Assessing students, whilst denying them access to tools that are out there feels like a distortion and unrepresentative of the results they can produce in the world. It would be like assessing engineers, but forcing them to do calculations with pen and paper. Not predictive of future results and therefore not useful. Instead, we should simulate real world situations and assess students' ability to perform, whilst using all available tools, on skills such as forming and defending opinions, analysis of novel sources, being concise and identifying key points in an argument. We could even go further and assess their capacity to be interesting or show good taste and judgement. All these would be useful predictors of success in employment or at advanced levels of education, where crucially they will have access to current tools like ChatGPT and those which emerge in the coming years. 

Assessing these skills would require assessors to go beyond a mark scheme and use their judgement to evaluate students' work.  In the past, producing a 2000-word essay with clear structure and a coherent argument was considered creditworthy. However, with the availability of ChatGPT and other tools, this is now something that - given the right training - anyone should be able to do. As such, we need to raise our baseline of performance and credit only work above this level.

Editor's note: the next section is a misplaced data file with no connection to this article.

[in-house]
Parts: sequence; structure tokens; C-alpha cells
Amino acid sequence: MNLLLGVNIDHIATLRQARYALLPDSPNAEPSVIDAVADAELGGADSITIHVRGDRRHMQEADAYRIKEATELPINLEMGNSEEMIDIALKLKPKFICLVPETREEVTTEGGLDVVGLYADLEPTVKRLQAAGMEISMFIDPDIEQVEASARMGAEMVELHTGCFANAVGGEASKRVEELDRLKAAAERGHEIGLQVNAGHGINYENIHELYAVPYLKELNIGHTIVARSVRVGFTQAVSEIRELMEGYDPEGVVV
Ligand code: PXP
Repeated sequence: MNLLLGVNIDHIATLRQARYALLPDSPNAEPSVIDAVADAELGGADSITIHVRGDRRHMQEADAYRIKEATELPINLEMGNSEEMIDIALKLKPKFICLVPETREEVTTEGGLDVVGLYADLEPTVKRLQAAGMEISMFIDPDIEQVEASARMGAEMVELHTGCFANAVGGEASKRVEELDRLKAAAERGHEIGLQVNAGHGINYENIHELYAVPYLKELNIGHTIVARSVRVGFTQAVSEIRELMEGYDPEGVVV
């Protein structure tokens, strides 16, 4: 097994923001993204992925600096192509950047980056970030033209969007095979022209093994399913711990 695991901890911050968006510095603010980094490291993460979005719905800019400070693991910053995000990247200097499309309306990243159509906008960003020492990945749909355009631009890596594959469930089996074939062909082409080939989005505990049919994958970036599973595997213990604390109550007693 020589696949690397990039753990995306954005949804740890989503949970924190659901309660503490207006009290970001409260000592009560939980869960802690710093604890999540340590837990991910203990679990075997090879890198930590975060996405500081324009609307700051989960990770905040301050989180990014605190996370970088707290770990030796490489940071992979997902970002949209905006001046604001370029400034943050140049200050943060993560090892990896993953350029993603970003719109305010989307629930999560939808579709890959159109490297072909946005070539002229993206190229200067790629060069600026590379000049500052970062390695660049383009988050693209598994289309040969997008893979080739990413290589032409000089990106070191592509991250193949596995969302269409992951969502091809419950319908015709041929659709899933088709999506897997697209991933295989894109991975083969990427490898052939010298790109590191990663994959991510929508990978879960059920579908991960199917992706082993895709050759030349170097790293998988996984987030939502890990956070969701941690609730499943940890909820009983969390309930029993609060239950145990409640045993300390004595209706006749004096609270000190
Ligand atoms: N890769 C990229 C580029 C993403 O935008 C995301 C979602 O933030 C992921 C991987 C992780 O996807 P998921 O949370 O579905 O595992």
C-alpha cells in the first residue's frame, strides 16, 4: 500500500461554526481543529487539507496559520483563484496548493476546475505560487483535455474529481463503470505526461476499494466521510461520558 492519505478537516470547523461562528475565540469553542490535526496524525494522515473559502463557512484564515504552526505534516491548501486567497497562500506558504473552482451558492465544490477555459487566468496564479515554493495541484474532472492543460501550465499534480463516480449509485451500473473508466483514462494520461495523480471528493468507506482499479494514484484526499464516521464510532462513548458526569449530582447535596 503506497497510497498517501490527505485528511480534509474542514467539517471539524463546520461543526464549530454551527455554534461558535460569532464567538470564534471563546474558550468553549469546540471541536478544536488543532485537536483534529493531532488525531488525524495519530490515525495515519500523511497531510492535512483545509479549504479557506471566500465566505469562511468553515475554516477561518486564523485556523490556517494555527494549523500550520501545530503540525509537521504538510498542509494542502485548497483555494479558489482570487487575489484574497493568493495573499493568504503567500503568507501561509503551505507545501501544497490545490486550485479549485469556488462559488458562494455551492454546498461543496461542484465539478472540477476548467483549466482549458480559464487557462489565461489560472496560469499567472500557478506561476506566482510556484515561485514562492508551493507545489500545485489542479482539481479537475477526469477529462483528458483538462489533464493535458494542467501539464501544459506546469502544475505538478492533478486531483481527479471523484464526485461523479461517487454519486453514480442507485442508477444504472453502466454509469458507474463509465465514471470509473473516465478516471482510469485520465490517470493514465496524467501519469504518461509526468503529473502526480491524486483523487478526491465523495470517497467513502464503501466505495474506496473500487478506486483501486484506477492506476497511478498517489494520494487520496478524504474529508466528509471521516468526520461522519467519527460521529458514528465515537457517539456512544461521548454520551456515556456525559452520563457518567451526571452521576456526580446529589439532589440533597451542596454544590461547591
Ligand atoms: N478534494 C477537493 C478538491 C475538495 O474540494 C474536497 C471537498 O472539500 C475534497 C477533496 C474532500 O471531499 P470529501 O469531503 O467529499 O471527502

Being much more demanding of students and examiners may feel daunting. However, viewed differently we are on the cusp of the greatest jump in the quality of written work the education system has ever seen. Adapting will take time, but will eventually allow students - and the rest of us - to focus on higher order skills, like synthesis and adapting an argument for a specific audience. 

Conclusion 

Adapting to change caused by technology is a crucial skill for the next generation. As educators and assessors, we need to model this adaptability for current students. We cannot resist the change brought about by technology but rather need to find ways to incorporate it into our approach to education and assessment, and quickly. Failure to do so would be a disservice to our students, as they need to develop the skills necessary to navigate a rapidly changing world.

The impact of ChatGPT on assessment should not be viewed as a threat but rather as an opportunity to improve our approach to education. We should adjust our expectations of what constitutes creditworthy work and test skills that require critical thinking, creativity, and problem-solving. By doing so, we can ensure that our evaluations are not only fair and accurate but also prepare students for the challenges of the future.